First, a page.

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Conference Paper: Is pore size of subchondral plate an indicator for onset of osteoarthritis?

TitleIs pore size of subchondral plate an indicator for onset of osteoarthritis?
Authors
Issue Date2013
PublisherOrthopaedic Research Society.
Citation
ORS 2013 Annual Meeting on Bridging Innovation, San Antonio, TX, 26-29 January 2013, p. Poster no. 1425 How to Cite?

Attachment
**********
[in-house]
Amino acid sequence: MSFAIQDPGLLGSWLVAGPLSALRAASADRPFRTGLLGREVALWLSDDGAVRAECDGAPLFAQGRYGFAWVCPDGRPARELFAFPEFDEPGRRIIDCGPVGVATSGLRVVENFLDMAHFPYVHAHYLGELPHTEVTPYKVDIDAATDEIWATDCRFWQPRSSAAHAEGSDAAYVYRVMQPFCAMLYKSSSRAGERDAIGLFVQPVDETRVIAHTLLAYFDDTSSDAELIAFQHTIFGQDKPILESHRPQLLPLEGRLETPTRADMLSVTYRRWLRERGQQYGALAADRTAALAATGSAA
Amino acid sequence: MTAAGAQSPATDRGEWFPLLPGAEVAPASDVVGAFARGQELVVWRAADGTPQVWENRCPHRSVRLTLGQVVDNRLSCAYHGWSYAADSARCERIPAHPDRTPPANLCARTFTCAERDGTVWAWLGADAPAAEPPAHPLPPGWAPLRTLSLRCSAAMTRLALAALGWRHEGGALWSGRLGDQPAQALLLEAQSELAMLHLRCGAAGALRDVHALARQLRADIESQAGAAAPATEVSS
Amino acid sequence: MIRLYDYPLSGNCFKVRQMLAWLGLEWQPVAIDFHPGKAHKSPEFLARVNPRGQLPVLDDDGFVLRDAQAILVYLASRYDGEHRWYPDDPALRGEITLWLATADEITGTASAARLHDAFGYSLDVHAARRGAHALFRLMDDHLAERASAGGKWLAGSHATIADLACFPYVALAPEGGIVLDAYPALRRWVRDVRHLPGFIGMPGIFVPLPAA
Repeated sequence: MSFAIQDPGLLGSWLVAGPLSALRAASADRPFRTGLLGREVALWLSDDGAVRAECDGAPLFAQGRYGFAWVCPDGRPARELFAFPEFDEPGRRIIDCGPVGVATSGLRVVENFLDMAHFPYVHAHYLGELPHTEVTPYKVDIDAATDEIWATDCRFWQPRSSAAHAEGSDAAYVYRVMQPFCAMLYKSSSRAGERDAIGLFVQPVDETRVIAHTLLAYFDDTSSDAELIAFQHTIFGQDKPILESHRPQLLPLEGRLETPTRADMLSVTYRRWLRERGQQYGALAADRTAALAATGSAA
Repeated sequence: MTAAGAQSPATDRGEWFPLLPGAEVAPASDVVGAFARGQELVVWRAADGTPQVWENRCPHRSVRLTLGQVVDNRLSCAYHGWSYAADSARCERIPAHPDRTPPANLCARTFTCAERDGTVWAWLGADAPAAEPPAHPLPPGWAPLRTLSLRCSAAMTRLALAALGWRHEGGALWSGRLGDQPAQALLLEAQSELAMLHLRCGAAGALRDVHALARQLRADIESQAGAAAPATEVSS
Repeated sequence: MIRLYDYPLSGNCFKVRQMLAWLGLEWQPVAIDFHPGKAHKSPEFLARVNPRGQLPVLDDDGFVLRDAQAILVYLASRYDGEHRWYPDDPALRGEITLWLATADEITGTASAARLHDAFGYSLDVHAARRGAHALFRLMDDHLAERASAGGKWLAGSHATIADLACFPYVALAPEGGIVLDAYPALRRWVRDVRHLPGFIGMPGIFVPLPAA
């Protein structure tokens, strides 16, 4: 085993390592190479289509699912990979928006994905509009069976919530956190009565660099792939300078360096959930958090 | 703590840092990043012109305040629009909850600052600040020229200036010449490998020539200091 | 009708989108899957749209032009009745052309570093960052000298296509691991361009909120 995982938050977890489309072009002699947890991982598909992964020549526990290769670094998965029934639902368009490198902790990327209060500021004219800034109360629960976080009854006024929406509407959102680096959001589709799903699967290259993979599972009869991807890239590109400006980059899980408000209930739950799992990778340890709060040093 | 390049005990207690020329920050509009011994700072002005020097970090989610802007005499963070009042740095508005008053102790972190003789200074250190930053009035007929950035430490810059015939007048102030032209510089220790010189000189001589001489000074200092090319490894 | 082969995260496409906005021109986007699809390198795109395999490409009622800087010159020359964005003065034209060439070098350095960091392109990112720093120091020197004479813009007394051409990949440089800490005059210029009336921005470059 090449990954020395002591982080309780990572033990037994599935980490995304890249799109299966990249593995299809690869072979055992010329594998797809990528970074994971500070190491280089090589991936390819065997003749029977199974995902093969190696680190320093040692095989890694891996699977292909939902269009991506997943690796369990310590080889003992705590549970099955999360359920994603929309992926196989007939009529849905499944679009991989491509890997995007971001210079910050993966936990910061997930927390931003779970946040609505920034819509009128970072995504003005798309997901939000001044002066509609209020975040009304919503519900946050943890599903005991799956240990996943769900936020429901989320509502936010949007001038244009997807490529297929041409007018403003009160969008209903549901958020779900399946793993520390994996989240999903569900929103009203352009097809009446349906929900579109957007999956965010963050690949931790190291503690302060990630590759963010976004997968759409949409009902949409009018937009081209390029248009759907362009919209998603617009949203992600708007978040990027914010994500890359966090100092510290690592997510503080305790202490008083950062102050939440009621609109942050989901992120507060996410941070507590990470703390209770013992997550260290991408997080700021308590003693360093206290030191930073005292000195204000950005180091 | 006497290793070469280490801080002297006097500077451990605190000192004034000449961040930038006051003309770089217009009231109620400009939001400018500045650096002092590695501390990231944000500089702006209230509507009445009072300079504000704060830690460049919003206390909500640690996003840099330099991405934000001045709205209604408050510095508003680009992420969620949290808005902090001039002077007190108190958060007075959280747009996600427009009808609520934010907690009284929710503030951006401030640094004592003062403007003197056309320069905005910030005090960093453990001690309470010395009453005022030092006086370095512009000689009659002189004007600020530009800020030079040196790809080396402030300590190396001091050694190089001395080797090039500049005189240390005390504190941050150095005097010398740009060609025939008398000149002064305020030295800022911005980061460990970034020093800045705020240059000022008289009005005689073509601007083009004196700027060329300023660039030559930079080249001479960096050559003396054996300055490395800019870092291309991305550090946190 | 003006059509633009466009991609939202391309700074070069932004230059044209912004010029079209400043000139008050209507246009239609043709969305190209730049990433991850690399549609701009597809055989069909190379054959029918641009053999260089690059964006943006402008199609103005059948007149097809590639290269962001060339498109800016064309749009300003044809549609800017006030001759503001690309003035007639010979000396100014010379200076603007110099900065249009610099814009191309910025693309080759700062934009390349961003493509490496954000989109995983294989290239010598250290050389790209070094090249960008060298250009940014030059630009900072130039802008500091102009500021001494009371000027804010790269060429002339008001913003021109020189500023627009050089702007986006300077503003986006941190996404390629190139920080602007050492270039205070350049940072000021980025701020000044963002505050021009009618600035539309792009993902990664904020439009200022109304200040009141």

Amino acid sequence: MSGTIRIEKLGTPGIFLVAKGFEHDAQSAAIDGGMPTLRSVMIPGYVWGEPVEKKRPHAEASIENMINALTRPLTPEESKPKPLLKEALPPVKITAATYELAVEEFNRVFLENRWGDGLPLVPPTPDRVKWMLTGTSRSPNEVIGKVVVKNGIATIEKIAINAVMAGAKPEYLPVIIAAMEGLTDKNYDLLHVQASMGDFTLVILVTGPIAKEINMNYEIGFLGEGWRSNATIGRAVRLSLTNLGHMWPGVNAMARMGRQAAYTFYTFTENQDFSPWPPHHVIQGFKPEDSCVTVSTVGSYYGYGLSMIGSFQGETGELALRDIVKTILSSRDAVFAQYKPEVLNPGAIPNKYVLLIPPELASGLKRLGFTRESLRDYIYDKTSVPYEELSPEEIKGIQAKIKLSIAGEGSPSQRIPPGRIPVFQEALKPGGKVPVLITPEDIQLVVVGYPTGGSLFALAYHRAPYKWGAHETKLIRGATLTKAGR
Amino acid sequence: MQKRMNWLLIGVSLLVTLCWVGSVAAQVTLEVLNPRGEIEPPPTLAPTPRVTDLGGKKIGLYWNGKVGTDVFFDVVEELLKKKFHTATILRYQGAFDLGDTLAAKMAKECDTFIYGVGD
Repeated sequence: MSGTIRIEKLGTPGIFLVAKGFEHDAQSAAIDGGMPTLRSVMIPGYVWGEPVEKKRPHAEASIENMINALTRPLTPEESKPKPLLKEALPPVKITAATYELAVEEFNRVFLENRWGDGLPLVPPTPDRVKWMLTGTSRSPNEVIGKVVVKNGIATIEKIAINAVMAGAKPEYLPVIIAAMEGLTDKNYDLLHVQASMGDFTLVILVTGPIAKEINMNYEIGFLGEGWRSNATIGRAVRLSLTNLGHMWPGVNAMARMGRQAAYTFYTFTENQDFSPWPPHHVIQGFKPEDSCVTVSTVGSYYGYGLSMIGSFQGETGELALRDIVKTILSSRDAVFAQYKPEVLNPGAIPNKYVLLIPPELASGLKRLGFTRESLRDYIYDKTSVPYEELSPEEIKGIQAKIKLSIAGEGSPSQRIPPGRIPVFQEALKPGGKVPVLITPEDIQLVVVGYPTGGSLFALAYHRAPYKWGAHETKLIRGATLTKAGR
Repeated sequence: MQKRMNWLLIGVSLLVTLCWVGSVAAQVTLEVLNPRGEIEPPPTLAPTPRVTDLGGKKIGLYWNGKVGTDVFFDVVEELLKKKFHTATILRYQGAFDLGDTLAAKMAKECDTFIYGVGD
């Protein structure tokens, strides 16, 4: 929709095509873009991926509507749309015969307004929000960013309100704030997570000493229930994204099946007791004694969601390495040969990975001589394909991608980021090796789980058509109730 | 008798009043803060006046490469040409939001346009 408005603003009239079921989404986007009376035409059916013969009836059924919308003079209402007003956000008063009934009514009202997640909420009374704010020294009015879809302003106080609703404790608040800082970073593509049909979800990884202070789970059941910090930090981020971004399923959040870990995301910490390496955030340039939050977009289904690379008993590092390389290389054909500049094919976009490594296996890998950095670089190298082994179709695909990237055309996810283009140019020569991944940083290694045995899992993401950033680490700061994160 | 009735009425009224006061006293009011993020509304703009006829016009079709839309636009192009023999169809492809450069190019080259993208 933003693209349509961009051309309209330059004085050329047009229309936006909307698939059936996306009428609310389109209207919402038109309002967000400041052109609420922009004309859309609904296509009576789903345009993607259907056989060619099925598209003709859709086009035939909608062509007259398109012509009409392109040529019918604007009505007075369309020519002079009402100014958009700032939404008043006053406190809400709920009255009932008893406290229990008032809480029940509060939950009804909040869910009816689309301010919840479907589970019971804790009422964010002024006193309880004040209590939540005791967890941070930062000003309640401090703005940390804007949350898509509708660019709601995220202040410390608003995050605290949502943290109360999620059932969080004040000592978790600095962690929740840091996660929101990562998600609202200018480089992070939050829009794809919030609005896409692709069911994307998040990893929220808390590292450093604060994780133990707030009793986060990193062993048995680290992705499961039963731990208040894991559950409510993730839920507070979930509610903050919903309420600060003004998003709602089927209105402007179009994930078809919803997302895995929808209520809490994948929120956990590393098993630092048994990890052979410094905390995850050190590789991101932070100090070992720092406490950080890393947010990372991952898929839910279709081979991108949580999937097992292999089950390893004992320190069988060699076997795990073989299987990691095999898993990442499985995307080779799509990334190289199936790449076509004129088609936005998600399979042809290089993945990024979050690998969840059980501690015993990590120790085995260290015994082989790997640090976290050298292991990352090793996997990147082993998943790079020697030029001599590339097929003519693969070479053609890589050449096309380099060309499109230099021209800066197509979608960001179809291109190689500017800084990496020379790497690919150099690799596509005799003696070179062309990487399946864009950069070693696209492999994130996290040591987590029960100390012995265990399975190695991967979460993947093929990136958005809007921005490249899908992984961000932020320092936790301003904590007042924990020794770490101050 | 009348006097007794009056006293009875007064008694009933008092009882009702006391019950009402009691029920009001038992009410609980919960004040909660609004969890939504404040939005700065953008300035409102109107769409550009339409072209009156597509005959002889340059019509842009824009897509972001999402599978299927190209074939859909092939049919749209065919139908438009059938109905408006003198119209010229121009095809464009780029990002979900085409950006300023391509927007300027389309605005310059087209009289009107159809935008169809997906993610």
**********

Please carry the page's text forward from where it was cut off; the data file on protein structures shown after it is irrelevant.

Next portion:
AbstractIntroduction: Osteoarthritis (OA) is the most common form of arthritic disease, and a major cause of joint pain, disability and also impairs quality of life specifically the elderly [1]. OA is not only a disease of articular cartilage, but subchondral bone. Yet it remains controversial that whether subchondral bone disturbance is primary or secondary to AC degeneration during OA development [2]. Subchondral plate is composed of calcified cartilage beneath the tidemark and bone plate under cement line, which links overlying articular cartilage and underlying trabecular bone biochemically and biomechanically [3]. We aimed to characterize subchondral plate structure in human tibial specimens with primary knee OA, and spatiotemporal changes in the porosity and pore size of subchondral plate in Dunkin Hartley (DH) guinea pigs with naturally occurring OA. Methods: Human tibial plateau specimens were collected from 46 patients who underwent total knee replacement for advanced stage of OA, and 5 cadavers of healthy adults were used as control for comparison .The spatiotemporal changes of tibial plateau were also examined in DH strain guinea pigs with spontaneous occurring onset of OA at 3 month and progression at 7 months after birth. Bristol Strain 2 guinea pigs were used as control. Micro-CT was employed to evaluate the porosity and pore size distribution of subchondral bone and trabecular bone microstructure. Micro-CT findings were validated by routine histology. Results: As compared with healthy specimens, the pore size of SP was significantly higher in OA at both medial (OA: 0.15±0.04mm; healthy: 0.10±0.01mm, p=0.023) and lateral tibial plateau (OA: 0.16±0.05mm; healthy: 0.11±0.01mm, p=0.020). The clustered cells, including osteoclasts, were observed in the enlarged pores. It was also found in DH guinea pigs of 3-month-old that the pore size was larger on medial tibial plateau (0.0823±0.0160mm) than BS2 strain (0.0701±0.0018mm, p=0.023), but not on the lateral (DH: 0.0836±0.0068mm; BS2: 0.0864±0.0080mm; p=0.479). The large pore size occurred with elevated level of RANKL expression and osteoclastogenesis in response to hypercellularity of articular cartilage and high serum level of active TGF-b1 in DH guinea pigs. It was followed by chondrocytes dropout in 7-month-old DH guinea pigs, and altered connectivity density of trabecular bone, which correlated inversely with the pore size (r*2=0.739; p=0.028). Discussion: The enlarged pores in subchondral plate could allow invasion of cell cluster from subchondral bone to articular cartilage, and then trigger the onset of OA. The increased pore size in subchondral bone might signify primary OA initiation. Significance: Our findings indicate the potential values of the pore enlargement of subchondral plate in early detection of OA. Acknowledgements: The authors acknowledged University Seeding Fund program (Project No. HKU10400853 and 1111159186) for supporting this study. References: 1. Hoaglund FT, Yau AC, Wong WL. Osteoarthritis of the hip and other joints in southern Chinese in Hong Kong. J Bone Joint Surg Am 1973;55:545-57. 2. Brandt KD, Dieppe P, Radin E. Etiopathogenesis of osteoarthritis. Med Clin North Am 2009;93:1-24, xv. 3. Suri S, Walsh DA. Osteochondral alterations in osteoarthritis. Bone 2012;51:204-11.